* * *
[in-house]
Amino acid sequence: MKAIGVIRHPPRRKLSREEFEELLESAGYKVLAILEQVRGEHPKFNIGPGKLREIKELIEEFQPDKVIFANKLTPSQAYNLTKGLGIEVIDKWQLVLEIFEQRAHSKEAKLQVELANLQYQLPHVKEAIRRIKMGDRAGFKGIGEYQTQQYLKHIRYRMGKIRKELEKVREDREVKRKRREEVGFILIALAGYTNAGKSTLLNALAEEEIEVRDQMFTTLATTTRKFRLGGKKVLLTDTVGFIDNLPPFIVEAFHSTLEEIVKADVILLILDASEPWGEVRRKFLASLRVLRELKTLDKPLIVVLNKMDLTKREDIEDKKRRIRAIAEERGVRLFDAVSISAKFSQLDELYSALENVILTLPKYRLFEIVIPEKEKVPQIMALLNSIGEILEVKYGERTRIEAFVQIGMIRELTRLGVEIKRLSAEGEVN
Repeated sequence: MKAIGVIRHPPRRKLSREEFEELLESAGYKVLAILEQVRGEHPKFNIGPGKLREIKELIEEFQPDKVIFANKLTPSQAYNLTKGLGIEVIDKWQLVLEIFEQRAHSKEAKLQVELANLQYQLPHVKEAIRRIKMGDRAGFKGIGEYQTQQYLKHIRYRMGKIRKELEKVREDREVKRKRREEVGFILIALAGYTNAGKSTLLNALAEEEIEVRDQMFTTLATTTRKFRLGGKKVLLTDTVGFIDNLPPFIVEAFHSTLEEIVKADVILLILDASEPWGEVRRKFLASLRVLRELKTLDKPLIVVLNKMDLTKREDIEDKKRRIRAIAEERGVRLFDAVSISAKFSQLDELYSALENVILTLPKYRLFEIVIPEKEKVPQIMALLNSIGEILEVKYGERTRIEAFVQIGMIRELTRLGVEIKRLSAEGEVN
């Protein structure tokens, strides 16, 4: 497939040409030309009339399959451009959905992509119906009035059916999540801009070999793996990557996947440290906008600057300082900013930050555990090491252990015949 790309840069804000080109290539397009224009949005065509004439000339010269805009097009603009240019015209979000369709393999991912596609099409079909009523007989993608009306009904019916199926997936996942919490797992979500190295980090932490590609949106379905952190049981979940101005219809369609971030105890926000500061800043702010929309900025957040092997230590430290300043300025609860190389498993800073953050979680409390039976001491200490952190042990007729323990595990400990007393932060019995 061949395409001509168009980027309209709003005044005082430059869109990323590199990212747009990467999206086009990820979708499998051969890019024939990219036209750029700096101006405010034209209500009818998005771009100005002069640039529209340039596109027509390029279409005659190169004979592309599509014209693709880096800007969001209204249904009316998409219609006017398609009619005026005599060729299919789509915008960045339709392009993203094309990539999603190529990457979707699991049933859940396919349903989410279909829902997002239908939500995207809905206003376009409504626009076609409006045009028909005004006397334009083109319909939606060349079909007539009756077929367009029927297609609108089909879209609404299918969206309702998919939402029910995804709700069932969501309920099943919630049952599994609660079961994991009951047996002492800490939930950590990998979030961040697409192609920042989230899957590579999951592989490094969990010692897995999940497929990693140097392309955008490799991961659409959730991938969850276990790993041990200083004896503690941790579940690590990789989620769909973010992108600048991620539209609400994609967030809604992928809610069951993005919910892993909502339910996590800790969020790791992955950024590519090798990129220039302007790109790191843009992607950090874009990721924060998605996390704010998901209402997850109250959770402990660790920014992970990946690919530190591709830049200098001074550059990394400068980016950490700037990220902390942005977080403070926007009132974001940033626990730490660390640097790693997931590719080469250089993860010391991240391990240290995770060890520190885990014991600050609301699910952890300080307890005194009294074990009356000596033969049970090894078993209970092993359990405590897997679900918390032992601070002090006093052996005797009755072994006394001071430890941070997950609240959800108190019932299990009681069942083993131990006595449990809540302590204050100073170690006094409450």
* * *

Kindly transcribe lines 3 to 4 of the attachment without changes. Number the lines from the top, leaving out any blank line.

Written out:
Repeated sequence: MKAIGVIRHPPRRKLSREEFEELLESAGYKVLAILEQVRGEHPKFNIGPGKLREIKELIEEFQPDKVIFANKLTPSQAYNLTKGLGIEVIDKWQLVLEIFEQRAHSKEAKLQVELANLQYQLPHVKEAIRRIKMGDRAGFKGIGEYQTQQYLKHIRYRMGKIRKELEKVREDREVKRKRREEVGFILIALAGYTNAGKSTLLNALAEEEIEVRDQMFTTLATTTRKFRLGGKKVLLTDTVGFIDNLPPFIVEAFHSTLEEIVKADVILLILDASEPWGEVRRKFLASLRVLRELKTLDKPLIVVLNKMDLTKREDIEDKKRRIRAIAEERGVRLFDAVSISAKFSQLDELYSALENVILTLPKYRLFEIVIPEKEKVPQIMALLNSIGEILEVKYGERTRIEAFVQIGMIRELTRLGVEIKRLSAEGEVN
């Protein structure tokens, strides 16, 4: 497939040409030309009339399959451009959905992509119906009035059916999540801009070999793996990557996947440290906008600057300082900013930050555990090491252990015949 790309840069804000080109290539397009224009949005065509004439000339010269805009097009603009240019015209979000369709393999991912596609099409079909009523007989993608009306009904019916199926997936996942919490797992979500190295980090932490590609949106379905952190049981979940101005219809369609971030105890926000500061800043702010929309900025957040092997230590430290300043300025609860190389498993800073953050979680409390039976001491200490952190042990007729323990595990400990007393932060019995 061949395409001509168009980027309209709003005044005082430059869109990323590199990212747009990467999206086009990820979708499998051969890019024939990219036209750029700096101006405010034209209500009818998005771009100005002069640039529209340039596109027509390029279409005659190169004979592309599509014209693709880096800007969001209204249904009316998409219609006017398609009619005026005599060729299919789509915008960045339709392009993203094309990539999603190529990457979707699991049933859940396919349903989410279909829902997002239908939500995207809905206003376009409504626009076609409006045009028909005004006397334009083109319909939606060349079909007539009756077929367009029927297609609108089909879209609404299918969206309702998919939402029910995804709700069932969501309920099943919630049952599994609660079961994991009951047996002492800490939930950590990998979030961040697409192609920042989230899957590579999951592989490094969990010692897995999940497929990693140097392309955008490799991961659409959730991938969850276990790993041990200083004896503690941790579940690590990789989620769909973010992108600048991620539209609400994609967030809604992928809610069951993005919910892993909502339910996590800790969020790791992955950024590519090798990129220039302007790109790191843009992607950090874009990721924060998605996390704010998901209402997850109250959770402990660790920014992970990946690919530190591709830049200098001074550059990394400068980016950490700037990220902390942005977080403070926007009132974001940033626990730490660390640097790693997931590719080469250089993860010391991240391990240290995770060890520190885990014991600050609301699910952890300080307890005194009294074990009356000596033969049970090894078993209970092993359990405590897997679900918390032992601070002090006093052996005797009755072994006394001071430890941070997950609240959800108190019932299990009681069942083993131990006595449990809540302590204050100073170690006094409450």